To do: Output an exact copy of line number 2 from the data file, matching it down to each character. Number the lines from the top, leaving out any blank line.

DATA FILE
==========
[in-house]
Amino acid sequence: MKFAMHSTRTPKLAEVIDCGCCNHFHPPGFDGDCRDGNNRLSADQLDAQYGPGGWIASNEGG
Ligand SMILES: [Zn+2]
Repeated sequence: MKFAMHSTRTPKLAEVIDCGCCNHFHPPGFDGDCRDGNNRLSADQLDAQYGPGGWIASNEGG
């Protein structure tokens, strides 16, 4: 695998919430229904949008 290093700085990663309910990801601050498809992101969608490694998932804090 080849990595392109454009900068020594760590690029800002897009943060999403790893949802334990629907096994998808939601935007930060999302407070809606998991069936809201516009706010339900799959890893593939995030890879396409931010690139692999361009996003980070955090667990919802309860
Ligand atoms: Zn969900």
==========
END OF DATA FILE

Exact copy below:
Amino acid sequence: MKFAMHSTRTPKLAEVIDCGCCNHFHPPGFDGDCRDGNNRLSADQLDAQYGPGGWIASNEGG